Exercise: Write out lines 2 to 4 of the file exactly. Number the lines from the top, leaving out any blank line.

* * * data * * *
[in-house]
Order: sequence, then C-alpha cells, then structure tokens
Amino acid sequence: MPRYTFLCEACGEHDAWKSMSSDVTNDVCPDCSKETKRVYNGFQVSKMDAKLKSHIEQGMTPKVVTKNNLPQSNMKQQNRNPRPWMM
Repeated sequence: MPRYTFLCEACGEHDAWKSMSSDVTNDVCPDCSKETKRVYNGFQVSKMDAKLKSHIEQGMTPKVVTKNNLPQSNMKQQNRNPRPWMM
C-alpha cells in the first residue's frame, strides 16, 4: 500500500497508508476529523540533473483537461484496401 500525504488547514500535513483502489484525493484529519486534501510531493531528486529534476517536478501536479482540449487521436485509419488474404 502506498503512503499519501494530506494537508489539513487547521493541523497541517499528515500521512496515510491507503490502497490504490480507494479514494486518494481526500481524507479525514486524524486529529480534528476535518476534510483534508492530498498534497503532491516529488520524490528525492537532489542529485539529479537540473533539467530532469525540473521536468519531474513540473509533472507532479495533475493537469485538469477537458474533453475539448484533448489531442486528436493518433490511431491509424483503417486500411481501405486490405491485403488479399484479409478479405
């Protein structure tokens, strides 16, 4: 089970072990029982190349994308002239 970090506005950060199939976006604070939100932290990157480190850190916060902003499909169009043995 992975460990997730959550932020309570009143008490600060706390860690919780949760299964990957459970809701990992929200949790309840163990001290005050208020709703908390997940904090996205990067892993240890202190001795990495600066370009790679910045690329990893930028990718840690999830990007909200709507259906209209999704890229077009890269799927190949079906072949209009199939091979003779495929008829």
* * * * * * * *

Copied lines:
Order: sequence, then C-alpha cells, then structure tokens
Amino acid sequence: MPRYTFLCEACGEHDAWKSMSSDVTNDVCPDCSKETKRVYNGFQVSKMDAKLKSHIEQGMTPKVVTKNNLPQSNMKQQNRNPRPWMM
Repeated sequence: MPRYTFLCEACGEHDAWKSMSSDVTNDVCPDCSKETKRVYNGFQVSKMDAKLKSHIEQGMTPKVVTKNNLPQSNMKQQNRNPRPWMM